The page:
> Proving you have a US address
When opening new accounts, more and more institutions are asking not just for a state-ID to prove your address but for a copy of a utility bill in your name at the given address. That may be problematic. Are you actually paying an electric bill in the USA? Probably not.
Sometimes a little creativity may be in order. I’ve used or know of others who have used a credit card bill, a state tax bill, an account statement from another financial institution, or a shipping invoice (like a package from Amazon) bearing the address in question.
I once had to prove my address to open a bank account at PDQ Bank, so I sent them my credit card statement for my card issued by, you guessed it, PDQ Bank. Yes, it is usually much easier to get a US credit card than a US bank account. Even though they asked specifically for a utility bill, I just gave them their own credit card statement. I guess PDQ Bank decided that they themselves were a good enough reference.
> Answering those pesky questions
While we should not be lying about our international lifestyle or our work abroad, this is not the time to volunteer information that is not required. I recommend truthfulness but not necessarily expansiveness. Brokerages, in particular, are asking more and more questions ranging from your risk tolerance to how much you earn. Here are some of the harder questions for expats. How would you answer them?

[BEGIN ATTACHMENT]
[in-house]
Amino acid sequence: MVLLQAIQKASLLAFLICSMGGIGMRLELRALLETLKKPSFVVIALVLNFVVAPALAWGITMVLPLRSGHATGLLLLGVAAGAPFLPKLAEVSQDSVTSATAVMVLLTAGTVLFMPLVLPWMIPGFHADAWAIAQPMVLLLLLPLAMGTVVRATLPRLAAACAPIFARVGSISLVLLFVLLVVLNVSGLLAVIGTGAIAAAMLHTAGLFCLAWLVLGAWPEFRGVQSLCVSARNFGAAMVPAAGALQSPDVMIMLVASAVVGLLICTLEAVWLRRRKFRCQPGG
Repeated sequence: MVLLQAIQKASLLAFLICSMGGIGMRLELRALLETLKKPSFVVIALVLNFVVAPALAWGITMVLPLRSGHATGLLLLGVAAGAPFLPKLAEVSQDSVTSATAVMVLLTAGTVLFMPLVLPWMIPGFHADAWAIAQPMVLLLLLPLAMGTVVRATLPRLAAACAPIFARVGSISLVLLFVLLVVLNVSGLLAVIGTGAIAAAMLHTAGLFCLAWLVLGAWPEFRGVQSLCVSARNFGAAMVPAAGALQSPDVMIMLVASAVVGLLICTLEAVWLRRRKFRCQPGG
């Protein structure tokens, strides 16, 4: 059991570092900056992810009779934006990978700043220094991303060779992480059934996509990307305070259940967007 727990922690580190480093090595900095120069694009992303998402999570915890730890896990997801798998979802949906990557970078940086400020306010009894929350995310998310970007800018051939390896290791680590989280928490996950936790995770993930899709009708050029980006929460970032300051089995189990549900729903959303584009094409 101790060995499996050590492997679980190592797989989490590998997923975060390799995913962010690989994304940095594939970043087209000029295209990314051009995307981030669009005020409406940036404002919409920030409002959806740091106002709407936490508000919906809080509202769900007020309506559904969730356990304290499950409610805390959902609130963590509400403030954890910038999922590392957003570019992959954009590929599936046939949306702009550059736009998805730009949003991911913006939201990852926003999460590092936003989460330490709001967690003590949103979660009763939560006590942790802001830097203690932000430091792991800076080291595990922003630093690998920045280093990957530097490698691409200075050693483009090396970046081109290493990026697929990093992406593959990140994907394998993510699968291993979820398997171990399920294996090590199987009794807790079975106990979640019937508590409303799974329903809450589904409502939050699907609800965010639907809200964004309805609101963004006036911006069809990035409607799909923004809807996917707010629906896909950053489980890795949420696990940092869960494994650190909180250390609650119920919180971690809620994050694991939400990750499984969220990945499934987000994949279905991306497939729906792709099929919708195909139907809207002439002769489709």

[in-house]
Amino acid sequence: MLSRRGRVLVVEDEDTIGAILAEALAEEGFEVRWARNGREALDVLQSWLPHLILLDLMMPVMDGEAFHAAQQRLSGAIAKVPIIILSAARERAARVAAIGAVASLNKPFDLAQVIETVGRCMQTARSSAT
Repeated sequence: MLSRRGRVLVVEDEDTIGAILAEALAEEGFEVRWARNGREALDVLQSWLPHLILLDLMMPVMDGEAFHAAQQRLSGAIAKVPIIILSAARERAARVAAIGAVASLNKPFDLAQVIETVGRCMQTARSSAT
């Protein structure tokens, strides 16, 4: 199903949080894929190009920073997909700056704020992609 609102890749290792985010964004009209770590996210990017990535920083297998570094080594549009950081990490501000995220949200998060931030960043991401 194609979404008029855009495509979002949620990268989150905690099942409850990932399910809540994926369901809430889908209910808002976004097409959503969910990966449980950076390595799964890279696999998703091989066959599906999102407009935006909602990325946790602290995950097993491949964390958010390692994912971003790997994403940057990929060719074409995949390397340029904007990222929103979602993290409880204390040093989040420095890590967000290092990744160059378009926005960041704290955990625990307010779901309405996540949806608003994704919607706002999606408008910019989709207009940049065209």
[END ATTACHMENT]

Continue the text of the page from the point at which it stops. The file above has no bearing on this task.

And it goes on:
Question: “What is your job?”
Saying, “I’m a pastor who helps churches in Thailand, the USA and so on” sounds a whole lot better to them than, “I am a missionary, living mostly in Thailand for the past 6 years.” If they don’t ask you where you perform your work, don’t offer it.
Question: “Are you a resident of the US?”
Believe it or not, there are many legal and tax meanings of terms like “residency” and “domicile.” If a financial institution were to ask me if the US is my primary tax residency, I would say, “no.” Most of us are non-resident, US citizens whose tax residency is in the foreign country in which we live. At least that is my understanding. However, the bank or brokerage clearly wants a “yes” answer here. As a US citizen with a valid US address, I believe that we do have a form of legal residency in the US (as well as overseas). If we can truthfully answer “Yes,” that will cut through a lot of red-tape that may otherwise be impenetrable. If that doesn’t seem truthful in your situation, you’d better try the second scenario.
Question: “Who is your employer?”
If you can truthfully give them the name of a US organization, that’s really going to be a huge benefit. If the truth is that you are employed by a foreign organization, that’s going to be a big red flag for any US financial institution. I’ve heard of many expats saying that they are “retired,” when that is not the case. I do not think that is either honest nor wise. I suppose we could leave it blank, but that will probably raise questions about where our income is coming from.